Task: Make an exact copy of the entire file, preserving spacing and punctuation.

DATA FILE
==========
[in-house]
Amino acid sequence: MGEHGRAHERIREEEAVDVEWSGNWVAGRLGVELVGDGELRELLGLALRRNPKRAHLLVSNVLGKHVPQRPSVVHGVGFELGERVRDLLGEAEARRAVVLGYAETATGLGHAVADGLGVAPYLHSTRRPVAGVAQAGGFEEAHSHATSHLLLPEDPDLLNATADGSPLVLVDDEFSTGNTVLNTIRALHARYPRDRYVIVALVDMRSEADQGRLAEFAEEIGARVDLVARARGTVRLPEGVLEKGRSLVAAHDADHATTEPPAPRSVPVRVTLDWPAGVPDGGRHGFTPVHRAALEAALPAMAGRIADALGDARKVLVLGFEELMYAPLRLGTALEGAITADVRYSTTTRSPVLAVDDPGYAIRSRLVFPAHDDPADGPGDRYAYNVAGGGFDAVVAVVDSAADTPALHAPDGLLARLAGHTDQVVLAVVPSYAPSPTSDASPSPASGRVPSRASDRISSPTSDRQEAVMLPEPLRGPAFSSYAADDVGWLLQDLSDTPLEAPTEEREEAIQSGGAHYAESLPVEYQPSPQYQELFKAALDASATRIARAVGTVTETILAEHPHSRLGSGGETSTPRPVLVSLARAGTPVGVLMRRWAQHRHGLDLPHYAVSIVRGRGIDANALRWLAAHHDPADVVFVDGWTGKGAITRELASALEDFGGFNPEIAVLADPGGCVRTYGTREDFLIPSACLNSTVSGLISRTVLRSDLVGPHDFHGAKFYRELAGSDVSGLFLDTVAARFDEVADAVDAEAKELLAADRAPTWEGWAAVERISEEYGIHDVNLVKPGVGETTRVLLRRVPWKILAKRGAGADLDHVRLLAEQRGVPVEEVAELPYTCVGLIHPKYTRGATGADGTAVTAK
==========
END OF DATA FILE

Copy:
[in-house]
Amino acid sequence: MGEHGRAHERIREEEAVDVEWSGNWVAGRLGVELVGDGELRELLGLALRRNPKRAHLLVSNVLGKHVPQRPSVVHGVGFELGERVRDLLGEAEARRAVVLGYAETATGLGHAVADGLGVAPYLHSTRRPVAGVAQAGGFEEAHSHATSHLLLPEDPDLLNATADGSPLVLVDDEFSTGNTVLNTIRALHARYPRDRYVIVALVDMRSEADQGRLAEFAEEIGARVDLVARARGTVRLPEGVLEKGRSLVAAHDADHATTEPPAPRSVPVRVTLDWPAGVPDGGRHGFTPVHRAALEAALPAMAGRIADALGDARKVLVLGFEELMYAPLRLGTALEGAITADVRYSTTTRSPVLAVDDPGYAIRSRLVFPAHDDPADGPGDRYAYNVAGGGFDAVVAVVDSAADTPALHAPDGLLARLAGHTDQVVLAVVPSYAPSPTSDASPSPASGRVPSRASDRISSPTSDRQEAVMLPEPLRGPAFSSYAADDVGWLLQDLSDTPLEAPTEEREEAIQSGGAHYAESLPVEYQPSPQYQELFKAALDASATRIARAVGTVTETILAEHPHSRLGSGGETSTPRPVLVSLARAGTPVGVLMRRWAQHRHGLDLPHYAVSIVRGRGIDANALRWLAAHHDPADVVFVDGWTGKGAITRELASALEDFGGFNPEIAVLADPGGCVRTYGTREDFLIPSACLNSTVSGLISRTVLRSDLVGPHDFHGAKFYRELAGSDVSGLFLDTVAARFDEVADAVDAEAKELLAADRAPTWEGWAAVERISEEYGIHDVNLVKPGVGETTRVLLRRVPWKILAKRGAGADLDHVRLLAEQRGVPVEEVAELPYTCVGLIHPKYTRGATGADGTAVTAK